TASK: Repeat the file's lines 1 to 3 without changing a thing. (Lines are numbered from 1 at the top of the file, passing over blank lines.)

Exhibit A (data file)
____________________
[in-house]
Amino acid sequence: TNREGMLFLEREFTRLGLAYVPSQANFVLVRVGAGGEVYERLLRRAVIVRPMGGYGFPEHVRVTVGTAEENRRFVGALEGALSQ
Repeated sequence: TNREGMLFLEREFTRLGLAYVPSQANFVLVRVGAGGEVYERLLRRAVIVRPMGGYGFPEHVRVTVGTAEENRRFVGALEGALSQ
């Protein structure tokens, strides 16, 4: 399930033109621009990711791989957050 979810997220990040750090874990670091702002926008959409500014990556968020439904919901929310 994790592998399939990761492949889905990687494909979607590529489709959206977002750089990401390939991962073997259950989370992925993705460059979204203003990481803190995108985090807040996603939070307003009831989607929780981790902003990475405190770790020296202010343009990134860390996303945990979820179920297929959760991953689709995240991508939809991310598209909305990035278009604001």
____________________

[in-house]
Amino acid sequence: TNREGMLFLEREFTRLGLAYVPSQANFVLVRVGAGGEVYERLLRRAVIVRPMGGYGFPEHVRVTVGTAEENRRFVGALEGALSQ
Repeated sequence: TNREGMLFLEREFTRLGLAYVPSQANFVLVRVGAGGEVYERLLRRAVIVRPMGGYGFPEHVRVTVGTAEENRRFVGALEGALSQ